At the beginning of Chris Harris' first film, still/here, we see the familiar skyline of downtown St. Louis. The shot induces smiles, because it's fun to recognize features of our hometown on the big screen. But the smiles don't last very long. Harris' camera rapidly turns to the focus of the film: the decaying buildings and vacant lots that line the streets of his old stomping grounds on the North Side.
still/here quickly becomes a somber meditation in black-and-white of the grim realities of ghettoization and what gets left behind. Harris' experimental hybrid of documentary and personal essay moves from one lingering shot of an abandoned home or business to the next, with no traditional narrative. At several points Harris just lets the camera roll as he drives down the street, capturing a long swath of urban blight; yes, this is grim stuff.
Shooting on and near Martin Luther King, Goodfellow, Union and Delmar boulevards; 21st Street; and St. Louis, Page and Cass avenues, Harris -- a film instructor at St. Louis Community College-Forest Park and Webster University -- found that "there are some areas where the inhabitable home is the exception rather than the rule, and that certainly was not the case when I was growing up there."
What makes the detritus of the city news, and why would Harris want to film it? "The impetus behind the film came when I had been away in Chicago for quite some time and I came back here to go to school at Webster," he explains. "My family had all moved away from the city, but from time to time I would drive back to my old neighborhood and to the house where I grew up, just out of nostalgia, and I was struck by the change between, say, 1980, when I left the city, and about '92, when I came back. During that time span, the North Side had really just sort of decayed and disappeared physically on me. I was struck by a certain profound kind of absence that was very hard for me to articulate. The film came out of an impulse of mourning, for lack of a better word. I wanted to find some way that I could mourn for the passing of these places and of these spaces. I suppose that in doing that the death of my father was also something that I really came to grips with."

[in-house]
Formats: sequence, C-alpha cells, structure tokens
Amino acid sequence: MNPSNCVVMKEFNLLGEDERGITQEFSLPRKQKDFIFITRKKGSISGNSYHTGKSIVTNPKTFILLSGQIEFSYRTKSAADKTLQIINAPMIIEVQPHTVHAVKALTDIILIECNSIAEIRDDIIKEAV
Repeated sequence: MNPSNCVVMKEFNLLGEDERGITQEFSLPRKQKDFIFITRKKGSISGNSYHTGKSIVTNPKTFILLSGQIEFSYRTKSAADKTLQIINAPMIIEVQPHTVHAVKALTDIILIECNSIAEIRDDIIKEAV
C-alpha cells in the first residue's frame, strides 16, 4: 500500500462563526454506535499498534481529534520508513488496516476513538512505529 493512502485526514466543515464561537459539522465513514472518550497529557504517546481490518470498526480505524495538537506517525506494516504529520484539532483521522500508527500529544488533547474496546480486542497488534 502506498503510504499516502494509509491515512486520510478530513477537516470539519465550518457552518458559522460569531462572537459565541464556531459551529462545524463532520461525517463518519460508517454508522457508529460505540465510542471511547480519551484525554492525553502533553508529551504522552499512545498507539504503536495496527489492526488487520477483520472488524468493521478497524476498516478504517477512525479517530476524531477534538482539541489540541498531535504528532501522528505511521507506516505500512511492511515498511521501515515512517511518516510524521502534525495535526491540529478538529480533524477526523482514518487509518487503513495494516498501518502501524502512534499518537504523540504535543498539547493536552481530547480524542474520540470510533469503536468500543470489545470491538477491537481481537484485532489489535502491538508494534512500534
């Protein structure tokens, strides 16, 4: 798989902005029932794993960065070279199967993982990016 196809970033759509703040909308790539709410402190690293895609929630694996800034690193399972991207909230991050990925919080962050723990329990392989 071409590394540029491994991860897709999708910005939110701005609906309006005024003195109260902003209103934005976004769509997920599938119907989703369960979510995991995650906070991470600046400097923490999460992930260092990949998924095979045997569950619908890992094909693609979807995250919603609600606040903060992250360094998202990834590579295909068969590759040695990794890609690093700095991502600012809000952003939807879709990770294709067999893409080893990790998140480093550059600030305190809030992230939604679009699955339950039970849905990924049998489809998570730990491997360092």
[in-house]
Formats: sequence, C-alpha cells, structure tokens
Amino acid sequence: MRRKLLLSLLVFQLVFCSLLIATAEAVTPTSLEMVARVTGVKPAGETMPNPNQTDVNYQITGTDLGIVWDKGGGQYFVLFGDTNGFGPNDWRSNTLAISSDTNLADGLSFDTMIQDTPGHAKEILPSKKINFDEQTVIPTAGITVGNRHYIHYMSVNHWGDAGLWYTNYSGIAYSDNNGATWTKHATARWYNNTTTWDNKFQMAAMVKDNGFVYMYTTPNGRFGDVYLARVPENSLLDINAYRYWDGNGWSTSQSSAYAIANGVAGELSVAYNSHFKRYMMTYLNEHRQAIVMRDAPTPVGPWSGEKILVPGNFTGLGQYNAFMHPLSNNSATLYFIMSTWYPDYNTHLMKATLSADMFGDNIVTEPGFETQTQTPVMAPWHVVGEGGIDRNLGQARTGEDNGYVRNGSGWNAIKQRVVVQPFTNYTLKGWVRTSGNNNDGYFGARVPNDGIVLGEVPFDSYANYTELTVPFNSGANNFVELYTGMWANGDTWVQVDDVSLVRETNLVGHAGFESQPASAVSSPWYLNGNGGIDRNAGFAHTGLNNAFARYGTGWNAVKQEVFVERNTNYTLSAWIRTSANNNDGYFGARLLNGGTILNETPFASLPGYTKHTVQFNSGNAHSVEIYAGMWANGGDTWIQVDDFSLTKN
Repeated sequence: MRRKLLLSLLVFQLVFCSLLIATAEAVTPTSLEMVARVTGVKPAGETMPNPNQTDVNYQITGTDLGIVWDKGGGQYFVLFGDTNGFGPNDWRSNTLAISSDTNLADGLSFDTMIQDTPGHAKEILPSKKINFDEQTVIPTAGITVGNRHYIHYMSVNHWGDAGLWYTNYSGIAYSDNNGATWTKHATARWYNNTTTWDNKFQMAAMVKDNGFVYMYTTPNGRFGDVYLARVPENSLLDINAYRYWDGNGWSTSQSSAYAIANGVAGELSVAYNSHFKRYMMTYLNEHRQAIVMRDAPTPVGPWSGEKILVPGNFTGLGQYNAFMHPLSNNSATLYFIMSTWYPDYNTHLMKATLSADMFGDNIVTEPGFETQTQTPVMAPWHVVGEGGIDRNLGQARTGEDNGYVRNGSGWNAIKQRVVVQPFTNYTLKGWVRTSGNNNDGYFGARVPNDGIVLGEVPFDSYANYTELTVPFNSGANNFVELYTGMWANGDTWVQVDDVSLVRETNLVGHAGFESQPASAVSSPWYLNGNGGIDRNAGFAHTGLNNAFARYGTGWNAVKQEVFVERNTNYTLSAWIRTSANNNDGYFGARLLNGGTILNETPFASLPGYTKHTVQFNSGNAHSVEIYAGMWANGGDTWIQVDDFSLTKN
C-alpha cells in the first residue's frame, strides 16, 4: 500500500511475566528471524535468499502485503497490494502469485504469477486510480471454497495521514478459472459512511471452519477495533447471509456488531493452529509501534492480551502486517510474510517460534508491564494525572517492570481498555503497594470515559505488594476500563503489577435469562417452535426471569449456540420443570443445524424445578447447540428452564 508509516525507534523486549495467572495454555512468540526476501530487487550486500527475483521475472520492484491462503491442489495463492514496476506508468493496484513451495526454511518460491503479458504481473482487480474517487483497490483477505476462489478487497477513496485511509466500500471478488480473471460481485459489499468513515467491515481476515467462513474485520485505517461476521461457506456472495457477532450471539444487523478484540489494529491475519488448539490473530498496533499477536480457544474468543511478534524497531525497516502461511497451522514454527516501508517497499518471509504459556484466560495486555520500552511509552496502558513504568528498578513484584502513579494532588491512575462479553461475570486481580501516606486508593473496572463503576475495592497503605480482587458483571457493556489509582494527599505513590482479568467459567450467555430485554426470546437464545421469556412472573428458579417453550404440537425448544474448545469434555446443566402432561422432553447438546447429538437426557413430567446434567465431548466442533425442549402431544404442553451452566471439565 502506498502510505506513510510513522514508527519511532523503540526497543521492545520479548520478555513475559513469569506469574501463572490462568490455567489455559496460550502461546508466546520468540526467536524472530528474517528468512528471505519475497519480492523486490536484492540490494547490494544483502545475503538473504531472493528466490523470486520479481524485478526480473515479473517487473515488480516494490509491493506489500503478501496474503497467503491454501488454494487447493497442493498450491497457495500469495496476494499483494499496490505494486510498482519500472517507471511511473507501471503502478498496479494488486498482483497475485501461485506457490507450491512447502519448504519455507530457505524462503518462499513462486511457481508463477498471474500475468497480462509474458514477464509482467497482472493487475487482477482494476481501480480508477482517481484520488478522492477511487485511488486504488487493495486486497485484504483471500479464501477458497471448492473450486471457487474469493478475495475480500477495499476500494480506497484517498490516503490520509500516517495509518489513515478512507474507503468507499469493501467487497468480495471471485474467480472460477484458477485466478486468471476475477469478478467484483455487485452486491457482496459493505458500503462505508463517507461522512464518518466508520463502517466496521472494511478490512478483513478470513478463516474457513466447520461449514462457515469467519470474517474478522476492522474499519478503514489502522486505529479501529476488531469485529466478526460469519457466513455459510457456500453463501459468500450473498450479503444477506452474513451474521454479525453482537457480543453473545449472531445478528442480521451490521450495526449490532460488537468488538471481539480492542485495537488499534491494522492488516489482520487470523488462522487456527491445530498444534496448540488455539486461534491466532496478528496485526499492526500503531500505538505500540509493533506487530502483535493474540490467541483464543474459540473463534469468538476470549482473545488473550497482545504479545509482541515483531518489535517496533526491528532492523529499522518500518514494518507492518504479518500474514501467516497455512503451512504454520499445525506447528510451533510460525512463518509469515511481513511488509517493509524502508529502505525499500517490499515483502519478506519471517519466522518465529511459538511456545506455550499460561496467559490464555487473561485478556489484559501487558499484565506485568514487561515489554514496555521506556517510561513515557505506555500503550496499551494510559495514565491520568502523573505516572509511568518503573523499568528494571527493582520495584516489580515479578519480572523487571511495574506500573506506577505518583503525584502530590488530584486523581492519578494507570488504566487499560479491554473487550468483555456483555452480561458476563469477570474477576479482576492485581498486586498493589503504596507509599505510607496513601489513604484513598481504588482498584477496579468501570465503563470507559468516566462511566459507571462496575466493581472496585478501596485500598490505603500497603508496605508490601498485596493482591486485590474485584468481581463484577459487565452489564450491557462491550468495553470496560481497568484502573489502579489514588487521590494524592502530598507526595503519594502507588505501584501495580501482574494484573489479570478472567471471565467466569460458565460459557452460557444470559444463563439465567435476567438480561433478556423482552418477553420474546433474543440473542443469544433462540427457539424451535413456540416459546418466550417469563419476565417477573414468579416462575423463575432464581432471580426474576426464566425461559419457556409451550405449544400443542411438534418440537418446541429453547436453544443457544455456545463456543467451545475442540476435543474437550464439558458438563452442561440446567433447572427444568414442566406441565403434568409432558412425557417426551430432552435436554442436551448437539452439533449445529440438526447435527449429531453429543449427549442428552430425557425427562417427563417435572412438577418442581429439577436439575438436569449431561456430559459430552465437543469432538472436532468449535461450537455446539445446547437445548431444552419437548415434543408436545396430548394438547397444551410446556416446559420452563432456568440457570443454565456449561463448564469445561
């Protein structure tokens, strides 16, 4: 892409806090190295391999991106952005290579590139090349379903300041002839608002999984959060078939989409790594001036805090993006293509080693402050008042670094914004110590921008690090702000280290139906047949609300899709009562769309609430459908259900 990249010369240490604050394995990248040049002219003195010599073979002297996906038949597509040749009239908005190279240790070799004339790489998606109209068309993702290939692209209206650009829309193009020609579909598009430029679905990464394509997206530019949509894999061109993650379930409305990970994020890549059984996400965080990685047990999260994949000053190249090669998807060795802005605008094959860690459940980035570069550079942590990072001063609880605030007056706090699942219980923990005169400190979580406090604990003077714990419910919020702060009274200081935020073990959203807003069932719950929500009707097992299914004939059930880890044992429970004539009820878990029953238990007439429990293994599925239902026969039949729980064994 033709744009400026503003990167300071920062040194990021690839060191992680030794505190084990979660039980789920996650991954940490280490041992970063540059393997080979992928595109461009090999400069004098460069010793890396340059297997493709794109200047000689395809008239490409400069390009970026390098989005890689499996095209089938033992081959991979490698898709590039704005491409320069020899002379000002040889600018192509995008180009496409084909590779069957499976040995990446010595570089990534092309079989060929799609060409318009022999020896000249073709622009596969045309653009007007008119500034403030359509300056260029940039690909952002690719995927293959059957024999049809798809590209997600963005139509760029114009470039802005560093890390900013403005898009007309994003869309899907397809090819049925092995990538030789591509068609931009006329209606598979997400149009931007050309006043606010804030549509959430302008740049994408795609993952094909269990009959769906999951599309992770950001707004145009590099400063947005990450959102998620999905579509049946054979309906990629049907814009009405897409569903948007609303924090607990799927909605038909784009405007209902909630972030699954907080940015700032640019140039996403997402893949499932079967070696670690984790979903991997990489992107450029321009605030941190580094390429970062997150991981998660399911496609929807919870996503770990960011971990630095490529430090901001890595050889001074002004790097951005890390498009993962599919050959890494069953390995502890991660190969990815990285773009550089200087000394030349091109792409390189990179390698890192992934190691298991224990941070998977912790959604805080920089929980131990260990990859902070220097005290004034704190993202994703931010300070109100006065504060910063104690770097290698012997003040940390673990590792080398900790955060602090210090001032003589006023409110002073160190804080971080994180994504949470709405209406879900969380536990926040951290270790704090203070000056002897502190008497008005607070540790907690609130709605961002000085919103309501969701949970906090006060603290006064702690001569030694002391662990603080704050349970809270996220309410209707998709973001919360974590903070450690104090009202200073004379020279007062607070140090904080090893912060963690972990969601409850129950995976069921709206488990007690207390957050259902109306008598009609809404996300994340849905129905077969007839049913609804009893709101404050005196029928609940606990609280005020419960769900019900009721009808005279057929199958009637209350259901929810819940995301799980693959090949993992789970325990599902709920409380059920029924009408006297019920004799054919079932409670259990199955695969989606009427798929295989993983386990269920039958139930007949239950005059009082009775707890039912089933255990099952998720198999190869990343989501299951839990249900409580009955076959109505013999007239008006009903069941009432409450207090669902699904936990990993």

The resulting look at weedy lots and the dormant Criterion Theater, at Jefferson Avenue and Martin Luther King Boulevard, is like a travelogue in reverse, scored to grainy tracking noises, a sad bass and the loud footfalls of people who never appear onscreen.
"No one can ever truly go home, as the cliché goes," says Harris, "but there's a doubling and tripling of the loss when you realize that you're an adult now and your parents have passed away and that you can't go home but on top of that when you do drive to your birthplace, your family home, the neighborhood is gone."